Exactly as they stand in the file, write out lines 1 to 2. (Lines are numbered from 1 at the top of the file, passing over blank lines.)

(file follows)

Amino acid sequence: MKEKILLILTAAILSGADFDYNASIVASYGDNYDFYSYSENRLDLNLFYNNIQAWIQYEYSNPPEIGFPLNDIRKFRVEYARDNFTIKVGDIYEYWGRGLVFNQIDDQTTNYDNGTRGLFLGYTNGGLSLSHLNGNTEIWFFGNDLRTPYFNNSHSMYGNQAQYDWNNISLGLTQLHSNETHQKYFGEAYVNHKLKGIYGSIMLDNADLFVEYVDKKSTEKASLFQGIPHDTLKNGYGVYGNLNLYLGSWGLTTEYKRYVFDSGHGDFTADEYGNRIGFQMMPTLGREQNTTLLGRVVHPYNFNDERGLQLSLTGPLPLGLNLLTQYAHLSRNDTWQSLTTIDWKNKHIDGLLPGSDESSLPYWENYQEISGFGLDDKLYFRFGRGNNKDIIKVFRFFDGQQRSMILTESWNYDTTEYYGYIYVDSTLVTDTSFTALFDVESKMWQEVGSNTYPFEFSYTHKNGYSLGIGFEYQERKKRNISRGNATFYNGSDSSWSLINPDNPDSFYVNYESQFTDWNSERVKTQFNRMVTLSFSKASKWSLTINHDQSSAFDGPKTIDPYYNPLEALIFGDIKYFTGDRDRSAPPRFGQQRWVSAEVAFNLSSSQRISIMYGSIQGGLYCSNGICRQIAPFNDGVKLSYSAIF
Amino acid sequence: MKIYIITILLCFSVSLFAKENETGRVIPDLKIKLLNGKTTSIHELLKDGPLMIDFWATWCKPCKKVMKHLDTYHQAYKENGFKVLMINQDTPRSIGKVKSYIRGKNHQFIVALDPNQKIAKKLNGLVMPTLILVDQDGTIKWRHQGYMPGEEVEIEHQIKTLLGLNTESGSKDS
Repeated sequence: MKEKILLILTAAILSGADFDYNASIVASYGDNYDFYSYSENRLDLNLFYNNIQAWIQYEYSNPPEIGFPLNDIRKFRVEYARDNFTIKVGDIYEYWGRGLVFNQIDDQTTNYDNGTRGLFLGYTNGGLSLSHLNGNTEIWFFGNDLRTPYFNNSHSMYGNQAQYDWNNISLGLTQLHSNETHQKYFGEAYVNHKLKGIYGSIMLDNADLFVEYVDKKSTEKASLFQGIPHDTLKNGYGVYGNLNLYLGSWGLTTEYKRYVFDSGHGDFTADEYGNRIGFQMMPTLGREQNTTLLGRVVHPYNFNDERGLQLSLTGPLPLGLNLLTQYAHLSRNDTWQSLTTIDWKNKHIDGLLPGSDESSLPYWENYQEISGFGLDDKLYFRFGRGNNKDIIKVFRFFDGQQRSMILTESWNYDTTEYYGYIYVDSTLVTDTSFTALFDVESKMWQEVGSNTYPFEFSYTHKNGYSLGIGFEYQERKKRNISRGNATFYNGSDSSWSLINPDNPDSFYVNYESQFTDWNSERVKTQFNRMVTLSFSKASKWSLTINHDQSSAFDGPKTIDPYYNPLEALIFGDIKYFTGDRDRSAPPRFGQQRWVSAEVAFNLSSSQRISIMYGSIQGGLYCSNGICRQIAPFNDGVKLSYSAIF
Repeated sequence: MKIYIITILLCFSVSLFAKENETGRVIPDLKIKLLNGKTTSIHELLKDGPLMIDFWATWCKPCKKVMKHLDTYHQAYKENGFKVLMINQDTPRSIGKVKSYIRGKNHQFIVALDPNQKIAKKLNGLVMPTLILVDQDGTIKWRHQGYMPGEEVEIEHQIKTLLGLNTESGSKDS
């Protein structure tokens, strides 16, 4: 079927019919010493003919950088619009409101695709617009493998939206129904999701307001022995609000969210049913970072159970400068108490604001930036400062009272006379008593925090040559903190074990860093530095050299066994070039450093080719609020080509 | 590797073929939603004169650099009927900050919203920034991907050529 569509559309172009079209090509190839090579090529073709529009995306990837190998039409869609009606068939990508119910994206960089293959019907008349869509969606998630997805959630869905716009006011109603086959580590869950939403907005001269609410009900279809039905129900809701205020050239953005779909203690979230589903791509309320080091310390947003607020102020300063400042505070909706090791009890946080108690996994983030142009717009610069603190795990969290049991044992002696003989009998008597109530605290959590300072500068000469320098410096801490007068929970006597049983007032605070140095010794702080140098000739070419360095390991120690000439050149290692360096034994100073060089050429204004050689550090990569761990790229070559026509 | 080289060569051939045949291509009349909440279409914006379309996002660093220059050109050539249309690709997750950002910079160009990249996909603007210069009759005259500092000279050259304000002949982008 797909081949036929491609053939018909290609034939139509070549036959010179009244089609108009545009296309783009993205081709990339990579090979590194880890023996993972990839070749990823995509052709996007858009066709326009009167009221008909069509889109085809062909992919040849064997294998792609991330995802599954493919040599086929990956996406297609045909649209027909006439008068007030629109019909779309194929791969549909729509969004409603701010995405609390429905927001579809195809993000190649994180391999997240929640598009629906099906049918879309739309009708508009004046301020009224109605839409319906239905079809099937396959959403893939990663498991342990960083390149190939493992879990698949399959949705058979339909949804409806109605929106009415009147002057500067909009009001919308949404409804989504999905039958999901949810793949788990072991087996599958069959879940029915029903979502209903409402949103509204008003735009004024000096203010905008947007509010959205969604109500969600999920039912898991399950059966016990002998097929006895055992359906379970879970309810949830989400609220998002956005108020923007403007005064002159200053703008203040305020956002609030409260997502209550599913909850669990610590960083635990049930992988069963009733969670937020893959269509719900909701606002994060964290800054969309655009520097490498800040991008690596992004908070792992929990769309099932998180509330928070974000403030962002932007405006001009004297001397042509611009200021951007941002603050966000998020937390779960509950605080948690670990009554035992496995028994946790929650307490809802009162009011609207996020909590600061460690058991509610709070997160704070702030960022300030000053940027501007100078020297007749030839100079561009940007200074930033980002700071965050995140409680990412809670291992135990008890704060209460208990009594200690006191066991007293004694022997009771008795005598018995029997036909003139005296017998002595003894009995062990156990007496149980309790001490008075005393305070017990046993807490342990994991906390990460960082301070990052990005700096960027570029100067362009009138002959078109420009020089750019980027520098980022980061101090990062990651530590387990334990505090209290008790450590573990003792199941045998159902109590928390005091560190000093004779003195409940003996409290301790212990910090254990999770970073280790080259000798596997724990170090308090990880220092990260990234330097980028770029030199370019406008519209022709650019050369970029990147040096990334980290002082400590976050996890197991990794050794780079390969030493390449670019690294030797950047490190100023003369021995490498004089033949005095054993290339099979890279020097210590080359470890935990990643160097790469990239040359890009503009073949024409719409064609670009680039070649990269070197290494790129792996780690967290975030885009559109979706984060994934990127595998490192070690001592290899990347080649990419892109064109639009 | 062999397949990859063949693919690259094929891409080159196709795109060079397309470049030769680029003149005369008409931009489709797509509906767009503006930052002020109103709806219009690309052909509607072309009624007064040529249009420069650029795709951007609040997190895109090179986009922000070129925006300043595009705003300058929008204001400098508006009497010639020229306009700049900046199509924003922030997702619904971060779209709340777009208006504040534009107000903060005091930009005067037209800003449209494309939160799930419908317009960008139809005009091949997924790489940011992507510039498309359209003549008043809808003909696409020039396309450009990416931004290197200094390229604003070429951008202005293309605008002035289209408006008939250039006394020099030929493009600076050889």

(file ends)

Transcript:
Amino acid sequence: MKEKILLILTAAILSGADFDYNASIVASYGDNYDFYSYSENRLDLNLFYNNIQAWIQYEYSNPPEIGFPLNDIRKFRVEYARDNFTIKVGDIYEYWGRGLVFNQIDDQTTNYDNGTRGLFLGYTNGGLSLSHLNGNTEIWFFGNDLRTPYFNNSHSMYGNQAQYDWNNISLGLTQLHSNETHQKYFGEAYVNHKLKGIYGSIMLDNADLFVEYVDKKSTEKASLFQGIPHDTLKNGYGVYGNLNLYLGSWGLTTEYKRYVFDSGHGDFTADEYGNRIGFQMMPTLGREQNTTLLGRVVHPYNFNDERGLQLSLTGPLPLGLNLLTQYAHLSRNDTWQSLTTIDWKNKHIDGLLPGSDESSLPYWENYQEISGFGLDDKLYFRFGRGNNKDIIKVFRFFDGQQRSMILTESWNYDTTEYYGYIYVDSTLVTDTSFTALFDVESKMWQEVGSNTYPFEFSYTHKNGYSLGIGFEYQERKKRNISRGNATFYNGSDSSWSLINPDNPDSFYVNYESQFTDWNSERVKTQFNRMVTLSFSKASKWSLTINHDQSSAFDGPKTIDPYYNPLEALIFGDIKYFTGDRDRSAPPRFGQQRWVSAEVAFNLSSSQRISIMYGSIQGGLYCSNGICRQIAPFNDGVKLSYSAIF
Amino acid sequence: MKIYIITILLCFSVSLFAKENETGRVIPDLKIKLLNGKTTSIHELLKDGPLMIDFWATWCKPCKKVMKHLDTYHQAYKENGFKVLMINQDTPRSIGKVKSYIRGKNHQFIVALDPNQKIAKKLNGLVMPTLILVDQDGTIKWRHQGYMPGEEVEIEHQIKTLLGLNTESGSKDS